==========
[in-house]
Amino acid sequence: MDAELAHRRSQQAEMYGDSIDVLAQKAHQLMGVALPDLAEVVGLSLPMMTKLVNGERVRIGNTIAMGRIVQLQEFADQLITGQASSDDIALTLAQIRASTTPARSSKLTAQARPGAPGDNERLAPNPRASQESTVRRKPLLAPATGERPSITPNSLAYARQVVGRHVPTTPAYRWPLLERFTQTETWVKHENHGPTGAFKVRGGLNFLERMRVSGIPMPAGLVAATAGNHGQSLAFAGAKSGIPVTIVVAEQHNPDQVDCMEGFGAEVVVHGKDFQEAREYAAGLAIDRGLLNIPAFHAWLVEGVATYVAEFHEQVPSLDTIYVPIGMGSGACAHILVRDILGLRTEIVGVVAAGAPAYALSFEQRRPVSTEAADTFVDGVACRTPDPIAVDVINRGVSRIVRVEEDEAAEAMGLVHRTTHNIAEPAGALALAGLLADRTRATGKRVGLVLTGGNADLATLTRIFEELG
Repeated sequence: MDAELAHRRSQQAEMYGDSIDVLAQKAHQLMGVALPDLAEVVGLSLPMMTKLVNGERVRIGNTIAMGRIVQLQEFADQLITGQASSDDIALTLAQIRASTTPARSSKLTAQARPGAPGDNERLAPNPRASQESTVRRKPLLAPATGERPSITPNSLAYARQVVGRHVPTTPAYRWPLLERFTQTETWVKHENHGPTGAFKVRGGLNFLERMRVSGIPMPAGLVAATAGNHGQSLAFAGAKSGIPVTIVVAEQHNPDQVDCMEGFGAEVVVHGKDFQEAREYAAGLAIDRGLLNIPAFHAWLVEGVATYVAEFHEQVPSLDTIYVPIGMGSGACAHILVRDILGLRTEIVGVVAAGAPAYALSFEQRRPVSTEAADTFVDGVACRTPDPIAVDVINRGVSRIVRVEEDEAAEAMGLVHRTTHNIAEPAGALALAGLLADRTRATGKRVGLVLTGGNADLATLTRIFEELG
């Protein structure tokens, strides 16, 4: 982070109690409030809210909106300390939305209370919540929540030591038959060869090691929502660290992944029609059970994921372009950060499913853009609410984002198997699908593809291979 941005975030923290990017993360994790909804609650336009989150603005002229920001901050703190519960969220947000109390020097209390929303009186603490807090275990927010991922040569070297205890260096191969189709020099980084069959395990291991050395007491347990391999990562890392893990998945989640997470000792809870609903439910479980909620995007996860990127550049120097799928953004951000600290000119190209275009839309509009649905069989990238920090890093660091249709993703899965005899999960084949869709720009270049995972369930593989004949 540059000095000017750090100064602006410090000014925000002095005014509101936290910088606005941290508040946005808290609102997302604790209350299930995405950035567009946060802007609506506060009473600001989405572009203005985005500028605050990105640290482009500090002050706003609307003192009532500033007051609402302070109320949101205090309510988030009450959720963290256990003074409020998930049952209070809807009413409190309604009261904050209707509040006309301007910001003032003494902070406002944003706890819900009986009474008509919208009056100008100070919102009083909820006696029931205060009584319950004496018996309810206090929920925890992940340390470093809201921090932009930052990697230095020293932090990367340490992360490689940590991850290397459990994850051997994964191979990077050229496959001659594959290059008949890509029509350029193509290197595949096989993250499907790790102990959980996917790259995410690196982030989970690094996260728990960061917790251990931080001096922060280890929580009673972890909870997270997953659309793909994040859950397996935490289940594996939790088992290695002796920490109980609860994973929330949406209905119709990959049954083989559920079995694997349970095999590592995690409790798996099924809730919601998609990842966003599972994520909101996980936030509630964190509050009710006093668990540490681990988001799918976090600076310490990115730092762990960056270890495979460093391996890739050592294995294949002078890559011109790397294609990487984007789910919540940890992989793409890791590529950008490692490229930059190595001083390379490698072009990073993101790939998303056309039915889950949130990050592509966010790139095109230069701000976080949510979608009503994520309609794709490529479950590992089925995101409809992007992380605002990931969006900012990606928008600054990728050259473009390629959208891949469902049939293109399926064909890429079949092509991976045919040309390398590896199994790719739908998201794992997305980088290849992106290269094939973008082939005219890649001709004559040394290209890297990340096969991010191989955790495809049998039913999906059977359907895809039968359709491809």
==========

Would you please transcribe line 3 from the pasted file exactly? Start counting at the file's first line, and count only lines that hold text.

Repeated sequence: MDAELAHRRSQQAEMYGDSIDVLAQKAHQLMGVALPDLAEVVGLSLPMMTKLVNGERVRIGNTIAMGRIVQLQEFADQLITGQASSDDIALTLAQIRASTTPARSSKLTAQARPGAPGDNERLAPNPRASQESTVRRKPLLAPATGERPSITPNSLAYARQVVGRHVPTTPAYRWPLLERFTQTETWVKHENHGPTGAFKVRGGLNFLERMRVSGIPMPAGLVAATAGNHGQSLAFAGAKSGIPVTIVVAEQHNPDQVDCMEGFGAEVVVHGKDFQEAREYAAGLAIDRGLLNIPAFHAWLVEGVATYVAEFHEQVPSLDTIYVPIGMGSGACAHILVRDILGLRTEIVGVVAAGAPAYALSFEQRRPVSTEAADTFVDGVACRTPDPIAVDVINRGVSRIVRVEEDEAAEAMGLVHRTTHNIAEPAGALALAGLLADRTRATGKRVGLVLTGGNADLATLTRIFEELG